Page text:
It is not known if Russia’s embrace of massive artillery bombardments in the Donbas indicates that it is having problems with the quantity or quality of its most advanced weapons systems. A senior defense official told reporters in March that a Russian hypersonic missile strike in Ukraine could indicate that the Russians were running low on precision guided munitions.
Moreover, Russia’s hypersonic weapons have turned out to not be as good as U.S. military officials initially thought, Air Force Gen. Glen VanHerck, head of U.S. Northern Command, told lawmakers in May.
“They have had challenges with some of their hypersonic missiles as far as accuracy,” VanHerck testified during a May 18 Senate Armed Services Strategic Forces Subcommittee hearing. “But I would not take away, from a strategic perspective, that Russia’s cruise missiles or hypersonic missiles, their strategic capabilities have severely underperformed, okay? I just want to make that clear.”
It appears the Russians are currently preserving their precision-guided munitions, said Glen Howard, a Russia expert and president of the conservative Jamestown Foundation think tank in Washington, D.C.
In fact, experts are debating exactly how many precision-guided weapons the Russians have left because the Russian military has started using older Kh-22 cruise missiles, which first entered service in the 1960s, Howard told Task & Purpose.
Meanwhile, the Russians are concentrating their artillery fire on a very narrow front to push the Ukrainians out of Severodonetsk, the last city in Luhansk province that is still partially held by Ukrainian forces, he said.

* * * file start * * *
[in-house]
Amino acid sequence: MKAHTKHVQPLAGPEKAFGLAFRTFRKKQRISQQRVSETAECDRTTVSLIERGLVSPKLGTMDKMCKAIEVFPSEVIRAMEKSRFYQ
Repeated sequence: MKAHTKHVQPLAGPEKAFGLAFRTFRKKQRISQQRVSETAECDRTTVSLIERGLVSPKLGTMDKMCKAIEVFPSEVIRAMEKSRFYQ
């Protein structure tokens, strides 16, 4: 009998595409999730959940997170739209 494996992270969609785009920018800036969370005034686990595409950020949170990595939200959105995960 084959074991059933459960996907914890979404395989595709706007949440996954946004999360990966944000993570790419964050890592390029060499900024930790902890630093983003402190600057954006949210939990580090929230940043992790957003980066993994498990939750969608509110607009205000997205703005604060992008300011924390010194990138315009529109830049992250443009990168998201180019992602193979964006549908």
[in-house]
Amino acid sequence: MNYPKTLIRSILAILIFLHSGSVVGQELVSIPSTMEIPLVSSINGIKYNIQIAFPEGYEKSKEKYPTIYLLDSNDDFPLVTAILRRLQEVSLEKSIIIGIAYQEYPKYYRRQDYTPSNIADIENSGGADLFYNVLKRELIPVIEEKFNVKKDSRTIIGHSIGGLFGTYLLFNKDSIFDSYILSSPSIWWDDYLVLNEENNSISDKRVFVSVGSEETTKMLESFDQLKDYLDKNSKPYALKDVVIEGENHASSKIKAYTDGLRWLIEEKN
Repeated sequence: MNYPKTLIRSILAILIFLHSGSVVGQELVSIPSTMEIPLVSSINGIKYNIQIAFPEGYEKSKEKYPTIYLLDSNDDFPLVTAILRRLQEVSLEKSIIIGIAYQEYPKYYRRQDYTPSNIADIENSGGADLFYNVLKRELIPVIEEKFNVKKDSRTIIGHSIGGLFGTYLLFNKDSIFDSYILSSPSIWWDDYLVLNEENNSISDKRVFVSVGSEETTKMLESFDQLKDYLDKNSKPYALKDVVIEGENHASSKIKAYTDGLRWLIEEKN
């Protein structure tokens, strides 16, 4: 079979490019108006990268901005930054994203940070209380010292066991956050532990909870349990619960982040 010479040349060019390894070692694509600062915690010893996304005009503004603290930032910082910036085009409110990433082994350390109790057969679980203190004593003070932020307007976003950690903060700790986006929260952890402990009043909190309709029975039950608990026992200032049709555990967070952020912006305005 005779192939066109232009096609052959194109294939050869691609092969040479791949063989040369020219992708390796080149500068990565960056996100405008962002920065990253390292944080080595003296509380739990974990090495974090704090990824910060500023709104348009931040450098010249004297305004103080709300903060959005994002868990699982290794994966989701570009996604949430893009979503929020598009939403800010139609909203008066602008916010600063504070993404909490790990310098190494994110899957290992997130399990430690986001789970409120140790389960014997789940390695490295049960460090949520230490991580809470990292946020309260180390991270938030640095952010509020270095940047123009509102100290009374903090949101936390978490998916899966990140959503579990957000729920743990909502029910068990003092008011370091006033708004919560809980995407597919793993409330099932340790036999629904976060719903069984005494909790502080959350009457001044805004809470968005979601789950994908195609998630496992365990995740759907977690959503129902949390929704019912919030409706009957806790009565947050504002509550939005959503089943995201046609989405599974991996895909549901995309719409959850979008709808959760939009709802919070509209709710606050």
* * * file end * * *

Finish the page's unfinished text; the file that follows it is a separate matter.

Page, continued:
“They’re focusing on a specific sector to break that sector, and they’re focusing all their firepower on that,” Howard said. “That is my impression. And they are trying to break the Ukrainian ranks. But the Ukrainians are very well dug in and the Ukrainians have made a political decision to keep launching counter attacks – so they hide in the basements until the shelling stops and then they begin a counterattack.”
The war in eastern Ukraine also illustrates the stark differences between the Russian and western philosophies on the proper use of artillery, said retired Marine Col. Mike Samarov, who managed a team for planning Russia, Europe, and NATO strategy and policy that advised the chairman of the Joint Chiefs of Staff.
U.S. and western artillerymen go through extensive training so that they can put unguided rounds on target with their first shots, while the Russians lack a professional artillery corps, Samarov told Task & Purpose. Going back to the Soviet Union, the Russians have viewed artillery as a mass area weapon.
“This sort of saturation of grid squares kilometer by kilometer is very consistent with their doctrinal approach on the use of artillery,” Samarov said. “They very much view artillery as a weapon of mass rather than a weapon of precision. It works particularly well when you’ve got large numbers of personnel that are either conscripted or not particularly well trained.”